Both players have subtitle support, but again the Galaxy S5 has a slight advantage - it lets you manually pick the subtitle file. While Oppo's music player had a good deal of audio tuning options, the video player has none. Samsung, however, has extended SoundAlive to its video player too.
Samsung's video player has more settings for subtitles and audio
The DLNA advantage of Samsung's flagship extends to the video player too. The Oppo Find 7a TV-out over Wi-Fi but that's a different standard - it just mirrors what's on the phone's screen onto a supported TV. The Galaxy S5 has this option too.
DLNA instead lets you control which device is the source and which the player, so you can use the Galaxy S5 as a remote to stream a video from your PC to your TV without touching either device. You might run into issues with subtitles with DLNA though.
Note that you can use DLNA on the Oppo Find 7a, but you need to go through the file manager called Files for that.
Winner: Samsung Galaxy S5. Proper subtitle support and audio enhancing features make a difference when watching videos on the phone and DLNA makes it much easier to control your media setup at home.
The Oppo Find 7a did offer a better codec support, but not multi-channel audio. Also, you can always grab a third-party video player form the Play Store that supports all the codecs you need.
The Oppo Find 7a isn't a bad performer when it comes to audio quality, and it stays pretty close to the Samsung Galaxy S5 in the first part of our test. The two are practically tie when it comes to volume levels too, so for purposes practical those two are identical when used with an active external amplifier.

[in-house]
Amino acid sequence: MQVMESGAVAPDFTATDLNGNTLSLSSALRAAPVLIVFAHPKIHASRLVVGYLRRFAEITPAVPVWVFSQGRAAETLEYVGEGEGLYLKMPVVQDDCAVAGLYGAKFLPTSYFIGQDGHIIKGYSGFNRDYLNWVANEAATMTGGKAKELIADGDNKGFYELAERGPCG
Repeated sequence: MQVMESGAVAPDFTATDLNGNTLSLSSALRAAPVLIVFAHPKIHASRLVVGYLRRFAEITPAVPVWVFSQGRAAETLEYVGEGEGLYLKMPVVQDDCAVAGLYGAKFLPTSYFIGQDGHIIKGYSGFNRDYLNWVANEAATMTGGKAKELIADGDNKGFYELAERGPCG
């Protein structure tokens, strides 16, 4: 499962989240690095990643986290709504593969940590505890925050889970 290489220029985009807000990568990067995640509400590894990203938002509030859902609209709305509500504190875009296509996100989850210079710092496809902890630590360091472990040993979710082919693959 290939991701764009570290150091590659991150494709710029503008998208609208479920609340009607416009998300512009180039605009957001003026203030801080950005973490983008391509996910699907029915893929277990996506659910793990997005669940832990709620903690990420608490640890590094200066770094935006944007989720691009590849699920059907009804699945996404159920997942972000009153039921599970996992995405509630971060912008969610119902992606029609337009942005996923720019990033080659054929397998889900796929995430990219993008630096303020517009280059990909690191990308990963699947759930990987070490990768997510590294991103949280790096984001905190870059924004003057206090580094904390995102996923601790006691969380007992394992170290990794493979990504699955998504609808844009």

Plug in a pair of headphones, however, and you can see the Galaxy S5 deliver another flawless performance, while the Find 7a falters. The very high stereo crosstalk of the Oppo smartphone in what we consider the more important part of the test, makes this an easy victory for the Samsung flagship.
|Test||Frequency response||Noise level||Dynamic range||THD||IMD + Noise||Stereo crosstalk|
|Oppo Find 7a||+0.03, -0.16||-92.7||92.6||0.0057||0.072||-92.0|
|Oppo Find 7a (headphones attached)||+0.05, -0.07||-91.5||92.7||0.0042||0.054||-15.7|
|Samsung Galaxy S5||+0.02, -0.08||-96.3||93.3||0.0017||0.0089||-95.2|
|Samsung Galaxy S5 (headphones attached)||+0.01, -0.08||-96.3||93.3||0.0095||0.018||-61.9|
Oppo Find 7a frequency response
Samsung Galaxy S5 frequency response
You can learn more about the tested parameters and the whole testing process here.
Winner: Samsung Galaxy S5. The Oppo Find 7a went off to a promising start, but failed to impress where it mattered most, while the Galaxy S5 aced both parts of the test.
Both phones are fairly basic when it comes to on-boad speakers - a single speaker on the back. The Oppo Find 7a managed to stand out here with a fairly loud speaker, noticably louder than the Galaxy S5 especially when it comes to music. That said, we would have liked some finer-grained control as even the quietest setting is rather loud.
|Speakerphone test||Voice, dB||Ringing ||Overal score|
|Apple iPhone 5s||68.7||66.3||69.2||Average|
|Nokia Lumia 1020||69.8||66.6||72.5|
|Samsung Galaxy S4||70.6||66.2||77.3|
|Samsung Galaxy Note 3||70.5||66.6||78.0|
Winner: Oppo Find 7a. We don't know if it's the water-proofing that muffled some of the Galaxy S5 loudness (judging by the Galaxy S4 that's not the case), but the Oppo Find 7a scored a clear victory here.